if (_Tooltip != null)
            {
                scripts.AppendLine(", ");
                scripts.Append("tooltip: {0}".FormatWith(JsonSerializer.Serialize(_Tooltip)), 2);
            }

            if (_XAxis != null)
            {
                scripts.AppendLine(", ");
                scripts.Append("xAxis: {0}".FormatWith(JsonSerializer.Serialize(_XAxis)), 2);
            }

            if (_XAxisArray != null)
            {
                scripts.AppendLine(", ");
                scripts.Append("xAxis: [{0}]".FormatWith(JsonSerializer.Serialize(_XAxisArray)), 2);
            }

            if (_YAxis != null)
            {
                scripts.AppendLine(", ");
                scripts.Append("yAxis: {0}".FormatWith(JsonSerializer.Serialize(_YAxis)), 2);
            }
            else if (_YAxisArray != null)
            {
                scripts.AppendLine(", ");
                scripts.Append("yAxis: {0}".FormatWith(JsonSerializer.Serialize(_YAxisArray)), 2);
            }

            if (_Exporting != null)
            {
                scripts.AppendLine(", ");
                scripts.Append("exporting: {0}".FormatWith(JsonSerializer.Serialize(_Exporting)), 2);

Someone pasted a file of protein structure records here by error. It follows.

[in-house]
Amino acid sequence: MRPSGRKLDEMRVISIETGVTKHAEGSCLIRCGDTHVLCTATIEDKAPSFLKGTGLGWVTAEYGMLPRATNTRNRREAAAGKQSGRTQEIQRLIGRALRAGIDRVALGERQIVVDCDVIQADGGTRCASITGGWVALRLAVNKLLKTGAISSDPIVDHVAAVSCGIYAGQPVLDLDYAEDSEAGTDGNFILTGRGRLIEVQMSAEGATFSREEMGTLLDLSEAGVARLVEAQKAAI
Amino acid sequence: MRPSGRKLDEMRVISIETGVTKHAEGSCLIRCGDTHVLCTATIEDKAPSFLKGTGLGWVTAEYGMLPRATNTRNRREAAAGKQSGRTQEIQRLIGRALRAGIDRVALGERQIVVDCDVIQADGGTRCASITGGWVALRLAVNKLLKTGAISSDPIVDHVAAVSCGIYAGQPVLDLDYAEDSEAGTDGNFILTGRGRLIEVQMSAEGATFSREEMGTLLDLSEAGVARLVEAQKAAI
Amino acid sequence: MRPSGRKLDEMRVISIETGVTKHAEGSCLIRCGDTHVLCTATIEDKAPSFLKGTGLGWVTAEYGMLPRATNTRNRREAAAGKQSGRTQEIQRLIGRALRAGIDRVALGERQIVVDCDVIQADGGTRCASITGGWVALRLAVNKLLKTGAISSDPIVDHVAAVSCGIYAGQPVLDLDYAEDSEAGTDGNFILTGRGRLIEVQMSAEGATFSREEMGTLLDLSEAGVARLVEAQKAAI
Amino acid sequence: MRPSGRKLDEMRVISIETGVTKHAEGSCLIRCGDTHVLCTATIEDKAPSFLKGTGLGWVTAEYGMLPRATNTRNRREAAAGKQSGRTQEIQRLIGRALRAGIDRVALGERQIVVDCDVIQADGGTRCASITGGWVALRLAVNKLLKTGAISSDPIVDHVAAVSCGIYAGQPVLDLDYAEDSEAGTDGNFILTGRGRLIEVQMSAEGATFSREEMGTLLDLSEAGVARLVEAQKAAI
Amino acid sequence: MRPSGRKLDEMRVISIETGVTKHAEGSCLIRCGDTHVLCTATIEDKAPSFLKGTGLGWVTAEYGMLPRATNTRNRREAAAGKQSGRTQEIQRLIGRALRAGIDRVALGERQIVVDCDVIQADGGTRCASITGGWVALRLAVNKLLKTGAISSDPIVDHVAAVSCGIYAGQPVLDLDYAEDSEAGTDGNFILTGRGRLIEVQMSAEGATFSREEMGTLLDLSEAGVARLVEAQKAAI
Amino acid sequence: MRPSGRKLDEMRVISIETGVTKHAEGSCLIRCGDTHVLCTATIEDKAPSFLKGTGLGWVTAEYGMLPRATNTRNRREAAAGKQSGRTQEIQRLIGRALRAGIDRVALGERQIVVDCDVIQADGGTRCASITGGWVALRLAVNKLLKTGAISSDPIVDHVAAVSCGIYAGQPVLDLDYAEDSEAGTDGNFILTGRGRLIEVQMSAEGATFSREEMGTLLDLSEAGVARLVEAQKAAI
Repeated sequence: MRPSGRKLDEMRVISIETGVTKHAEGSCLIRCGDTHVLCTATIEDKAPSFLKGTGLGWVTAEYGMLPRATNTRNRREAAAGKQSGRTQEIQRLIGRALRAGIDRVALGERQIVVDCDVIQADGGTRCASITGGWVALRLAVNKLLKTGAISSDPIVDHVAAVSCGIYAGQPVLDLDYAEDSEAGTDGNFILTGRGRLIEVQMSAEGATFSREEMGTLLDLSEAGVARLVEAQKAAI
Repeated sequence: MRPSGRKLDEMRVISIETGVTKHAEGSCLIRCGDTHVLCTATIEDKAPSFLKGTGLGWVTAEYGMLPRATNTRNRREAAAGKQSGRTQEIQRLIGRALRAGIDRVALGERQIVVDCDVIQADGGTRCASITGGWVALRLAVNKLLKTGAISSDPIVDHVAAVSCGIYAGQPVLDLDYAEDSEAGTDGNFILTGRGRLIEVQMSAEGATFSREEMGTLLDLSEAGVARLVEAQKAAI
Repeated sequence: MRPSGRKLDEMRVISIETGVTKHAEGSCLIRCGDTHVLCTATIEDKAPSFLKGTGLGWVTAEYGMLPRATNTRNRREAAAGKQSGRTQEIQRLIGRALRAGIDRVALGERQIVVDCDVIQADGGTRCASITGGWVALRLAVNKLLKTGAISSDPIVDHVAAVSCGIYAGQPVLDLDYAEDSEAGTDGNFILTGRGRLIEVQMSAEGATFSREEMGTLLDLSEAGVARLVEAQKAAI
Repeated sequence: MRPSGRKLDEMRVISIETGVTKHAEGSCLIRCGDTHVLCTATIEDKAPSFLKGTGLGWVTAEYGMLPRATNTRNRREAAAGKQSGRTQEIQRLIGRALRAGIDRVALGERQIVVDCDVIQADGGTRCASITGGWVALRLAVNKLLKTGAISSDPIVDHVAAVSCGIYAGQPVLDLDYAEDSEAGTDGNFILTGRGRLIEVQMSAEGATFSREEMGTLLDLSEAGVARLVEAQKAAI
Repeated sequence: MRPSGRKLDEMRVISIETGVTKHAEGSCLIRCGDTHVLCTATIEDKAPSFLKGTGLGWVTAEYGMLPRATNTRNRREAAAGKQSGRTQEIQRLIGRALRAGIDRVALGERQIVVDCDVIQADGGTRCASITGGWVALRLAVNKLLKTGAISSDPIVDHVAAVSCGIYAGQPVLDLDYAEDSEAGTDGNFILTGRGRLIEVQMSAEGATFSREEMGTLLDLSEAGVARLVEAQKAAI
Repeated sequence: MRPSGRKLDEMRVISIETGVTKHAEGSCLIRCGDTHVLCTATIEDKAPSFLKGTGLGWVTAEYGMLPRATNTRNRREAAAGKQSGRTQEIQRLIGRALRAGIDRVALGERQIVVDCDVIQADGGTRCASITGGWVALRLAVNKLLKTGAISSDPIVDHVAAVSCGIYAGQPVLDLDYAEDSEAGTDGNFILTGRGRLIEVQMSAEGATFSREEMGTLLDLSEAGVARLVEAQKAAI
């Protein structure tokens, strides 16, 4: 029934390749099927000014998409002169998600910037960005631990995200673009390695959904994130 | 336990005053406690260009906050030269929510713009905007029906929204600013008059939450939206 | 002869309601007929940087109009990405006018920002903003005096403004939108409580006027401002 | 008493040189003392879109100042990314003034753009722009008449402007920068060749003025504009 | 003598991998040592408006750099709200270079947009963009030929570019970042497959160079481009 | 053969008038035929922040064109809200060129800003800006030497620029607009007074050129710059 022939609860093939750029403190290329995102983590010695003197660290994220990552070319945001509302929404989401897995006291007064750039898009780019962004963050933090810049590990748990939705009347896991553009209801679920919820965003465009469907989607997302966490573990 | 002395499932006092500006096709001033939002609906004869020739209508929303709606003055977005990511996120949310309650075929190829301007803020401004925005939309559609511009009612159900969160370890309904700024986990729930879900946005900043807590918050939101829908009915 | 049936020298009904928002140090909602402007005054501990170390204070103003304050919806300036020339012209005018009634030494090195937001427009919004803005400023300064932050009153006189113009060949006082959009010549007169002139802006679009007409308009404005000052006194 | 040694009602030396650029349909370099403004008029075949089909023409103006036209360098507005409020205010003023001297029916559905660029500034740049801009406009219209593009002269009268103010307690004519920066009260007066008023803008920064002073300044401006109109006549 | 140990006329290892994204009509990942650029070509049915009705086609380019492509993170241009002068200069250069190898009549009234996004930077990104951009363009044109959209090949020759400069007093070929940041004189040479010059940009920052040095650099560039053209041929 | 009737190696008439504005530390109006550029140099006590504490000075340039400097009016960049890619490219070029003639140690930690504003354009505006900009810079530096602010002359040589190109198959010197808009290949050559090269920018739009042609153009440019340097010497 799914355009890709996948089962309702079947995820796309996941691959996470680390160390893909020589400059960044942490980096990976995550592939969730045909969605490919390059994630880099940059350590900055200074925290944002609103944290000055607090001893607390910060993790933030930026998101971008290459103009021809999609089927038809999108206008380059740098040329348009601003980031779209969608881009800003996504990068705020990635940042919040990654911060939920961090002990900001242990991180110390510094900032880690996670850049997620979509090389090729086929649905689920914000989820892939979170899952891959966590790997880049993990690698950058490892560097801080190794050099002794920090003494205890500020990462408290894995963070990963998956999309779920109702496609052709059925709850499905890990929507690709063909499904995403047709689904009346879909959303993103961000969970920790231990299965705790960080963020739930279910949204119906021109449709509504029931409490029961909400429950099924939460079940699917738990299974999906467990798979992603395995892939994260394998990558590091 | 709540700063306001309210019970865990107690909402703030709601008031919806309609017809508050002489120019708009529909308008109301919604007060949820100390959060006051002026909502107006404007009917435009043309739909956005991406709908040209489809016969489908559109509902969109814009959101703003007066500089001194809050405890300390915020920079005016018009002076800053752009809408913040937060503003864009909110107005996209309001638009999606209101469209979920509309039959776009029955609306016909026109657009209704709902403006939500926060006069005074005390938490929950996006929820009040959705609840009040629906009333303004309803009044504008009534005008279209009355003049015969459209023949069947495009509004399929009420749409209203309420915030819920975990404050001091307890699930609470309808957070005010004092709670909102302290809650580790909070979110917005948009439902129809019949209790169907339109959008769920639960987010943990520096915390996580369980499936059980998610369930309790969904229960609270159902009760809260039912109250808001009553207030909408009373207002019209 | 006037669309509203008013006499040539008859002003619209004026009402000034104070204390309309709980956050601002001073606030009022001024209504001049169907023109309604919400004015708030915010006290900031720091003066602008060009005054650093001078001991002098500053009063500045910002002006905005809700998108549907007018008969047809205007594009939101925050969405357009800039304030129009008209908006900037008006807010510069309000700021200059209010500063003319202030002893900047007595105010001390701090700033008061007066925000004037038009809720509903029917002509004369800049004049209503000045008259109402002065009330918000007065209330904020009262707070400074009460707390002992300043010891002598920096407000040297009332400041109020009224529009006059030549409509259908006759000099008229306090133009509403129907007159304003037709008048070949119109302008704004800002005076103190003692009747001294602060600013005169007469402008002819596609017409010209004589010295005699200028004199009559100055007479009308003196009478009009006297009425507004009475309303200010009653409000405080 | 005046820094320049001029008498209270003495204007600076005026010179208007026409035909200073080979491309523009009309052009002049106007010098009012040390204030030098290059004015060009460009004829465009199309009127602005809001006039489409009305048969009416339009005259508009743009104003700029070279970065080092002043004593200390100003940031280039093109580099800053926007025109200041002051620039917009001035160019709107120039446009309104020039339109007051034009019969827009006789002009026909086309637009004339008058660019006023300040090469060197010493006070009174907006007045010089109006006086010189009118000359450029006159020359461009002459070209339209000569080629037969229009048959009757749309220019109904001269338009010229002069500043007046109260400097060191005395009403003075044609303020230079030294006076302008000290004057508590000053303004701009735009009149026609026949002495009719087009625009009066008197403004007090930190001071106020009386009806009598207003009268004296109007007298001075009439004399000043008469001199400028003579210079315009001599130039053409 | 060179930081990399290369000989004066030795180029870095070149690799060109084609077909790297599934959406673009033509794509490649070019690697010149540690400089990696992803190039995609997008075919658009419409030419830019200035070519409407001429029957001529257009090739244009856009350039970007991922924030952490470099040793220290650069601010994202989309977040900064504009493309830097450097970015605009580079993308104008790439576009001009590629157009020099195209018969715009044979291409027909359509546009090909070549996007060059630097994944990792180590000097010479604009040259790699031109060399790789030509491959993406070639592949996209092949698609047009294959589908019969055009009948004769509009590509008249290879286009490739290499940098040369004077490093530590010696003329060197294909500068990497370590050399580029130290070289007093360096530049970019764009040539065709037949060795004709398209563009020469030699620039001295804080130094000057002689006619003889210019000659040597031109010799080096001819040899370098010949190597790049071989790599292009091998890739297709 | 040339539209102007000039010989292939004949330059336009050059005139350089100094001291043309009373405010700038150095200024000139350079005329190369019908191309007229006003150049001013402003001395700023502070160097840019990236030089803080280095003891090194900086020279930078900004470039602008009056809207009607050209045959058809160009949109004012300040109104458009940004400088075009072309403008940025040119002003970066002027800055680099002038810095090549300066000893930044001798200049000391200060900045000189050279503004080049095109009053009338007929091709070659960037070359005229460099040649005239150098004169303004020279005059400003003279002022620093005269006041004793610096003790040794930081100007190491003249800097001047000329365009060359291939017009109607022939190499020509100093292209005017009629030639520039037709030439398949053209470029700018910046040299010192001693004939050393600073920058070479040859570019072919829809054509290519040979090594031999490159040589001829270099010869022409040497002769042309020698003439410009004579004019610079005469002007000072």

}

            if (_Navigation != null)
            {
                scripts.AppendLine(", ");
                scripts.Append("navigation: {0}".FormatWith(JsonSerializer.Serialize(_Navigation)), 2);
            }

            if (_Series != null)
            {
                scripts.AppendLine(", ");
                scripts.Append("series: [{0}]".FormatWith(JsonSerializer.Serialize(_Series)), 2);
            }
            else if (_SeriesArray != null)
            {
                scripts.AppendLine(", ");
                scripts.Append("series: {0}".FormatWith(JsonSerializer.Serialize(_SeriesArray)), 2);
            }
            scripts.AppendLine();
            scripts.AppendLine("}", 1);

            JavaScriptSerializer serializer = new JavaScriptSerializer();
            object obj = serializer.DeserializeObject(scripts.ToString());

            return obj;
        }